Today, 29 July we remembered Aquinas at a requiem Mass celebrated by Bishop Patrick Dunn and concelebrated by Bishop Denis Brown, fr Joe Parkinson OP, fr Chris Loughlan OP and fr Paul Farmer. Both Chris and Bishop Pat shared about Aquinas:
Aquinas was born in Melbourne in 1931, educated by the Mercy Sisters and the Christian Brothers and trained as an electrical mechanic. As a sixteen year old he joined the Catholic Evidence Guild and would stand on platforms in parks as an apologist. He was destined to be a preacher. He spent his 21st birthday on a long retreat preparing for entrance into the Dominican Novitiate. He studied in Melbourne and Sydney. He became a Dominican priest in 1957 and then began a series of appointments in parishes, teaching, spending time as tertiary chaplain and wher-ever he went he provided retreats for all. He arrived in Auckland in 1981.
Perhaps his best known legacy from his time in Auckland would be the building of the Crypt beneath St Benedict’s Church. The school was about to close and it was imperative that we have a gathering space. He was also the one to establish the Dominican Library which continues to exist today at the Peace Place. He was a man who gathered people. No matter who you were or what you had to give Aquinas involved you. An example of this were the people putting the pockets for library cards inside books. Some of the pockets were right-way up and others were upside down! It didn’t matter to Aquinas – what mattered was that they had been involved and valued.
Whilst living in Auckland Aquinas was a man on mission, involved in many different aspects of faith life within our Diocese. He was Parish Priest of St Benedict’s, a member of the Diocesan Pastoral Council, he helped with Ask Catholic, an initiative to share the Catholic faith and he was on the Emmaus Committee for ongoing formation of priests.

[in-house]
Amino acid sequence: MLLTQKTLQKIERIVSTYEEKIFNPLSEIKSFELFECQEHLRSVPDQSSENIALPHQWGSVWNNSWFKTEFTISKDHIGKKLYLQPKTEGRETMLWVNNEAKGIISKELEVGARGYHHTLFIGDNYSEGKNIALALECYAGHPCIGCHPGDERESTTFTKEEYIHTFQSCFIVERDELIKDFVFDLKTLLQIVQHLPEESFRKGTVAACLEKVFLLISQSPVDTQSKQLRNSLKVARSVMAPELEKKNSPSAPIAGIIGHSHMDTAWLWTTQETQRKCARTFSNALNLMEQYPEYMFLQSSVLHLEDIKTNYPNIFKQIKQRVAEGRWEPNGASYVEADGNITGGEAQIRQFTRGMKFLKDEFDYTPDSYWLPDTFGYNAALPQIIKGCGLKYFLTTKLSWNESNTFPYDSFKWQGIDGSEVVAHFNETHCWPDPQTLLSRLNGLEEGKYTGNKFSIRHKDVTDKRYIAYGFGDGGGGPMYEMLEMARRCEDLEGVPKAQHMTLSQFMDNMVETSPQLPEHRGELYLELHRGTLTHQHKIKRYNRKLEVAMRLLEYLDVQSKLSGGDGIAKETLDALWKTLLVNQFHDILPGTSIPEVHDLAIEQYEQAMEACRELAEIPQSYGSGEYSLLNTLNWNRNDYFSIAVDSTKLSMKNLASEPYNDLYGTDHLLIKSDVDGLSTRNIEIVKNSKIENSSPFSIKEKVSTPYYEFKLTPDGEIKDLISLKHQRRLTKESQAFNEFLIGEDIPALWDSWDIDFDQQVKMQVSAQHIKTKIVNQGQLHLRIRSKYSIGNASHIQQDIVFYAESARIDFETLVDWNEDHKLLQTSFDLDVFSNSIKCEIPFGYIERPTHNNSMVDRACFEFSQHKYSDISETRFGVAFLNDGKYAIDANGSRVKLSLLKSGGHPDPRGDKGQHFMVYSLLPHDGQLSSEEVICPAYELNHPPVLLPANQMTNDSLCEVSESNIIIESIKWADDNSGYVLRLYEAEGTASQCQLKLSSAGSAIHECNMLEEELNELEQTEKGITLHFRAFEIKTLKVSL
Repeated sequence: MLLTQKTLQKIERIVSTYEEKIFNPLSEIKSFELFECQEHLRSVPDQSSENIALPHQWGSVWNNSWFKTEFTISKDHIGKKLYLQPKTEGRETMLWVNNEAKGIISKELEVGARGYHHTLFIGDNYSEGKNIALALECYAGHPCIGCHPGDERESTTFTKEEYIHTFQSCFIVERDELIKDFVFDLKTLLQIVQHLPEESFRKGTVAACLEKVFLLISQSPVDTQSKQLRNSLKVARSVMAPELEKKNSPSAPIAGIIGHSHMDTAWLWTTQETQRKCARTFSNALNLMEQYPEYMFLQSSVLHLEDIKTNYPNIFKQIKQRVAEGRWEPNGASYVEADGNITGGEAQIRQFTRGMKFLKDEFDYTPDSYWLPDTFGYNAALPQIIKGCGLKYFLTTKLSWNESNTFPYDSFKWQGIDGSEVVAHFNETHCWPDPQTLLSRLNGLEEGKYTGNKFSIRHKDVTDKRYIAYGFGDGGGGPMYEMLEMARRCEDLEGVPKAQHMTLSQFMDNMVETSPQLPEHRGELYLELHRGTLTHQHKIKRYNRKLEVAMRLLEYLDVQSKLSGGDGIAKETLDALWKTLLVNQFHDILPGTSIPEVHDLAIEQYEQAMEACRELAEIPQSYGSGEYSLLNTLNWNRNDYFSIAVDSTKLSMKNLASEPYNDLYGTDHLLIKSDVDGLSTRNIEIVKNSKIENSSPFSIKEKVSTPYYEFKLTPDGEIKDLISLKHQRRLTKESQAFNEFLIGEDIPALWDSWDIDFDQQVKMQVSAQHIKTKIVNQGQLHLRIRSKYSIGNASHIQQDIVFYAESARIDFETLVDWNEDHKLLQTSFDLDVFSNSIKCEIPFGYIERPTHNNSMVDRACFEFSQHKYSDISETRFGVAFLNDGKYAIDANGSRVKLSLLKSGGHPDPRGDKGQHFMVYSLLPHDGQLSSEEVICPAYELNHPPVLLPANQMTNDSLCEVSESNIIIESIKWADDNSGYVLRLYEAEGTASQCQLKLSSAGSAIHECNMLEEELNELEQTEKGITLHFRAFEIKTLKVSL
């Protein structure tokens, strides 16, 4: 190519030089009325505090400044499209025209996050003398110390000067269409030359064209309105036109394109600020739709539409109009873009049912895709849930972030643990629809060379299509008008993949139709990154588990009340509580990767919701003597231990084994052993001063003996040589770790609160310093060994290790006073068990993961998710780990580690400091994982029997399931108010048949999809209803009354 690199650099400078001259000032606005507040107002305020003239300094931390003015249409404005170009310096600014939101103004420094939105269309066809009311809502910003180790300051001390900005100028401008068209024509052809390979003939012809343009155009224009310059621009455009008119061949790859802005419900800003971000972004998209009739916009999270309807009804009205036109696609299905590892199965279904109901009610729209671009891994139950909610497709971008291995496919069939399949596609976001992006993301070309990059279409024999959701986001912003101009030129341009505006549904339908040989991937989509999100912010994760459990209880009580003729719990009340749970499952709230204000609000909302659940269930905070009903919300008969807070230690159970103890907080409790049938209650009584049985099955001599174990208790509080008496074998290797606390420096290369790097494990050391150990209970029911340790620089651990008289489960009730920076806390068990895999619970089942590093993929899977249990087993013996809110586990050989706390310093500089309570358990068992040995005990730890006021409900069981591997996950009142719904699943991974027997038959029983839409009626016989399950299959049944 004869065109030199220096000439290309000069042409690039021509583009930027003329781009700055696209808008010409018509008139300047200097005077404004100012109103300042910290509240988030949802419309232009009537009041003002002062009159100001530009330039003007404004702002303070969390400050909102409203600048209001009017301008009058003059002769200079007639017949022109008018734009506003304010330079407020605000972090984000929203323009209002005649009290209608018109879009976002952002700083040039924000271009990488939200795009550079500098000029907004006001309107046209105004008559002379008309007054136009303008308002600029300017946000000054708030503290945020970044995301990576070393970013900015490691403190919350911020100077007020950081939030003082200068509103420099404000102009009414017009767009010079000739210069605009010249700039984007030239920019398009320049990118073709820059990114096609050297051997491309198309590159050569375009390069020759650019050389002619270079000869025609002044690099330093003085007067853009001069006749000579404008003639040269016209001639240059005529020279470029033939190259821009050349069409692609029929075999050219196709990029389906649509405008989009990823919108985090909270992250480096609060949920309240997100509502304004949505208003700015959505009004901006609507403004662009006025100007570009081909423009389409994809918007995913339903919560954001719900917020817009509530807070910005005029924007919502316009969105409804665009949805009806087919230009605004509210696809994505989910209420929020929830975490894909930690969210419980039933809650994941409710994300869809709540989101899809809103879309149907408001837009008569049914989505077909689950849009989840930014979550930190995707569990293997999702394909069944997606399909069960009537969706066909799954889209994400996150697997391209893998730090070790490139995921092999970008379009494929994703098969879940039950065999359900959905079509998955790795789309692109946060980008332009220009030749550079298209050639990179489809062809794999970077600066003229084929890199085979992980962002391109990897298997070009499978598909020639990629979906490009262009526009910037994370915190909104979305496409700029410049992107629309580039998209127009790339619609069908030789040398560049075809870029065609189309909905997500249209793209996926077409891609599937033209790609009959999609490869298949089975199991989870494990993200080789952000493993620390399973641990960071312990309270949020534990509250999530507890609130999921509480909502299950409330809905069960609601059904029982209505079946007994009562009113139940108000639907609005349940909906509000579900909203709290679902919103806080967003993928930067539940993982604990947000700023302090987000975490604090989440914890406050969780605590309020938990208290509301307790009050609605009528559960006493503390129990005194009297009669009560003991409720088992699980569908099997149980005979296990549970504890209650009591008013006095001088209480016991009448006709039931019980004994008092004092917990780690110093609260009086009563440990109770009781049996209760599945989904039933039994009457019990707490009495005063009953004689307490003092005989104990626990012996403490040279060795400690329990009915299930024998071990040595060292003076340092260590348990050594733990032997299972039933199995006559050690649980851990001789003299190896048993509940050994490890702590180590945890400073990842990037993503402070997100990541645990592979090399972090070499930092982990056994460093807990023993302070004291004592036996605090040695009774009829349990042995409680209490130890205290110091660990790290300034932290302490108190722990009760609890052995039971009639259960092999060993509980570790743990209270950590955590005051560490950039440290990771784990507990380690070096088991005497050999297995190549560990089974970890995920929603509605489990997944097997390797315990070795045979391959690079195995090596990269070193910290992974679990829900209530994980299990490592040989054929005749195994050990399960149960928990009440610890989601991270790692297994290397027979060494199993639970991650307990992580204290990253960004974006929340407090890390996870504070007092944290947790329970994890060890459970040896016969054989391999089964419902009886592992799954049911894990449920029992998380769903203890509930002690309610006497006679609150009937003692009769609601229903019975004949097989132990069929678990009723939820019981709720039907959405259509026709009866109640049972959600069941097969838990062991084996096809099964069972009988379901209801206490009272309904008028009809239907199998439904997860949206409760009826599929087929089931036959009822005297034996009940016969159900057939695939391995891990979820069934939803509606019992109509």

He studied canon law and went to the Solomon Islands on mission. He returned to New Zealand in 1989 as Tertiary Chaplain at Auckland University and working for The Tribunal. After Auckland he was in ministry in Perth and then Melbourne.
He was of a generation that were very influenced by the Depression and World War 2. He was proud of his faith and felt a personal call to live it and share it with ordinary people he came in contact with.
After the Mass, we enjoyed light refreshments in the Crypt. It was lovely to hear stories of how Aquinas had stayed in contact with many parishioners, phoning them on their birthday (often very early in the morning NZ time!). As I think back to the days when Aquinas was at St Benedict’s my own personal memory would be of the Friday evening dinners. There would be dinner for 20+ parishioners on a Friday evening. This gave the wonderful opportunity of getting to know others from the parish. Little did you know that you would be invited back the next month (to prepare the dinner and run the kitchen!).
There is no doubt that Aquinas had a wonderful gift of drawing people together. When speaking about Aquinas today, fr Chris recalled a time when Aquinas had travelled home in Melbourne by tram. He was pleased to say that on the journey there were only three people on the tram that he did not already know! This really sums Aquinas up: he was a man who met people where they were, preaching the Gospel of Christ through his actions and his words.
May he rest in peace.
Contributed by Teresa McNamara